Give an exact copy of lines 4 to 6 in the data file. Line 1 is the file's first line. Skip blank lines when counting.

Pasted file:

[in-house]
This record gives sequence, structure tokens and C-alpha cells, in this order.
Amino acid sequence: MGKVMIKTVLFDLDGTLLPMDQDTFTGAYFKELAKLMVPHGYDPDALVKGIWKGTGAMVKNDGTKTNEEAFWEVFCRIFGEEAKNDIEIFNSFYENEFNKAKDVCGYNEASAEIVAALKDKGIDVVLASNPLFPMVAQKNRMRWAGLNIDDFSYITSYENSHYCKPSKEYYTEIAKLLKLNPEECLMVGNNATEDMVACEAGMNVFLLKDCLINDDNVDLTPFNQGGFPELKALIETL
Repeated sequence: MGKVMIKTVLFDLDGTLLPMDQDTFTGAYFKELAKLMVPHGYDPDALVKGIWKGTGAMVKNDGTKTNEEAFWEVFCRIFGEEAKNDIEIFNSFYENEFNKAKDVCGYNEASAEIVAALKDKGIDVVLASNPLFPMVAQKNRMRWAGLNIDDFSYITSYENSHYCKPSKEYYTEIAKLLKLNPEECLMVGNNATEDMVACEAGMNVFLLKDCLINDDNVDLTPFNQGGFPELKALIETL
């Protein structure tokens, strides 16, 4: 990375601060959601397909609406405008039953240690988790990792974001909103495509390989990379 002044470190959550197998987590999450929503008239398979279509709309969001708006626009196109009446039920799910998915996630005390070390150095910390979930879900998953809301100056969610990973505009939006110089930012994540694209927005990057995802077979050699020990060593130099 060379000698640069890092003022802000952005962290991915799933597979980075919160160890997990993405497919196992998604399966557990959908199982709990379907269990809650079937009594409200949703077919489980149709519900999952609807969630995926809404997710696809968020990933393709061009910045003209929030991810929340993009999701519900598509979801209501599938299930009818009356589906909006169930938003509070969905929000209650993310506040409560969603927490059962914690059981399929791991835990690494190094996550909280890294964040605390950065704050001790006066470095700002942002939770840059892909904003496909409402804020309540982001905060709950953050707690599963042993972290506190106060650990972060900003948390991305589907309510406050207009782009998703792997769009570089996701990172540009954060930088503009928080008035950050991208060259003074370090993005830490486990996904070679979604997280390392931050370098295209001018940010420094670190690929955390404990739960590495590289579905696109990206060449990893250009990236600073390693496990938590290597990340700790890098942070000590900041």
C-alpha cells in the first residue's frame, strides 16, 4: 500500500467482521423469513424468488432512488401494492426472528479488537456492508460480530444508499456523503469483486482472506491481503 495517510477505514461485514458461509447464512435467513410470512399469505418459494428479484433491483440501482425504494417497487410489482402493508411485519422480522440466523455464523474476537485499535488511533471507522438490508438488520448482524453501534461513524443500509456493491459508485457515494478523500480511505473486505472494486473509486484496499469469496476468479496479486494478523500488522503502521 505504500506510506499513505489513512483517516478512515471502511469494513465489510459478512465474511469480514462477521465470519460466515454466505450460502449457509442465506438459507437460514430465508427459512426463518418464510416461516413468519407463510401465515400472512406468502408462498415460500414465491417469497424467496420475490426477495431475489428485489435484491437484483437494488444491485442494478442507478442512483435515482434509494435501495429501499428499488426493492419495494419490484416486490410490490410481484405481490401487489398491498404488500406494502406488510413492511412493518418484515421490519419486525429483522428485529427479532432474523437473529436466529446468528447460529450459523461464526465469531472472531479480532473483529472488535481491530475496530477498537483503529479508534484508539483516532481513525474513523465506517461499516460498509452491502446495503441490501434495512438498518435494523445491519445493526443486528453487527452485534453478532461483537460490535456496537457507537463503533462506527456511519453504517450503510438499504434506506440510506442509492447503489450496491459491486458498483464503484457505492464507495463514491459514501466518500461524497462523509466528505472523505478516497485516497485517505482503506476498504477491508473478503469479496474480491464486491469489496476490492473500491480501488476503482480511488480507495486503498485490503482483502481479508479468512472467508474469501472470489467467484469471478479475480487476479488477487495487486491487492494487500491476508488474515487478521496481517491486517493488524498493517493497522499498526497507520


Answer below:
Repeated sequence: MGKVMIKTVLFDLDGTLLPMDQDTFTGAYFKELAKLMVPHGYDPDALVKGIWKGTGAMVKNDGTKTNEEAFWEVFCRIFGEEAKNDIEIFNSFYENEFNKAKDVCGYNEASAEIVAALKDKGIDVVLASNPLFPMVAQKNRMRWAGLNIDDFSYITSYENSHYCKPSKEYYTEIAKLLKLNPEECLMVGNNATEDMVACEAGMNVFLLKDCLINDDNVDLTPFNQGGFPELKALIETL
């Protein structure tokens, strides 16, 4: 990375601060959601397909609406405008039953240690988790990792974001909103495509390989990379 002044470190959550197998987590999450929503008239398979279509709309969001708006626009196109009446039920799910998915996630005390070390150095910390979930879900998953809301100056969610990973505009939006110089930012994540694209927005990057995802077979050699020990060593130099 060379000698640069890092003022802000952005962290991915799933597979980075919160160890997990993405497919196992998604399966557990959908199982709990379907269990809650079937009594409200949703077919489980149709519900999952609807969630995926809404997710696809968020990933393709061009910045003209929030991810929340993009999701519900598509979801209501599938299930009818009356589906909006169930938003509070969905929000209650993310506040409560969603927490059962914690059981399929791991835990690494190094996550909280890294964040605390950065704050001790006066470095700002942002939770840059892909904003496909409402804020309540982001905060709950953050707690599963042993972290506190106060650990972060900003948390991305589907309510406050207009782009998703792997769009570089996701990172540009954060930088503009928080008035950050991208060259003074370090993005830490486990996904070679979604997280390392931050370098295209001018940010420094670190690929955390404990739960590495590289579905696109990206060449990893250009990236600073390693496990938590290597990340700790890098942070000590900041």
C-alpha cells in the first residue's frame, strides 16, 4: 500500500467482521423469513424468488432512488401494492426472528479488537456492508460480530444508499456523503469483486482472506491481503 495517510477505514461485514458461509447464512435467513410470512399469505418459494428479484433491483440501482425504494417497487410489482402493508411485519422480522440466523455464523474476537485499535488511533471507522438490508438488520448482524453501534461513524443500509456493491459508485457515494478523500480511505473486505472494486473509486484496499469469496476468479496479486494478523500488522503502521 505504500506510506499513505489513512483517516478512515471502511469494513465489510459478512465474511469480514462477521465470519460466515454466505450460502449457509442465506438459507437460514430465508427459512426463518418464510416461516413468519407463510401465515400472512406468502408462498415460500414465491417469497424467496420475490426477495431475489428485489435484491437484483437494488444491485442494478442507478442512483435515482434509494435501495429501499428499488426493492419495494419490484416486490410490490410481484405481490401487489398491498404488500406494502406488510413492511412493518418484515421490519419486525429483522428485529427479532432474523437473529436466529446468528447460529450459523461464526465469531472472531479480532473483529472488535481491530475496530477498537483503529479508534484508539483516532481513525474513523465506517461499516460498509452491502446495503441490501434495512438498518435494523445491519445493526443486528453487527452485534453478532461483537460490535456496537457507537463503533462506527456511519453504517450503510438499504434506506440510506442509492447503489450496491459491486458498483464503484457505492464507495463514491459514501466518500461524497462523509466528505472523505478516497485516497485517505482503506476498504477491508473478503469479496474480491464486491469489496476490492473500491480501488476503482480511488480507495486503498485490503482483502481479508479468512472467508474469501472470489467467484469471478479475480487476479488477487495487486491487492494487500491476508488474515487478521496481517491486517493488524498493517493497522499498526497507520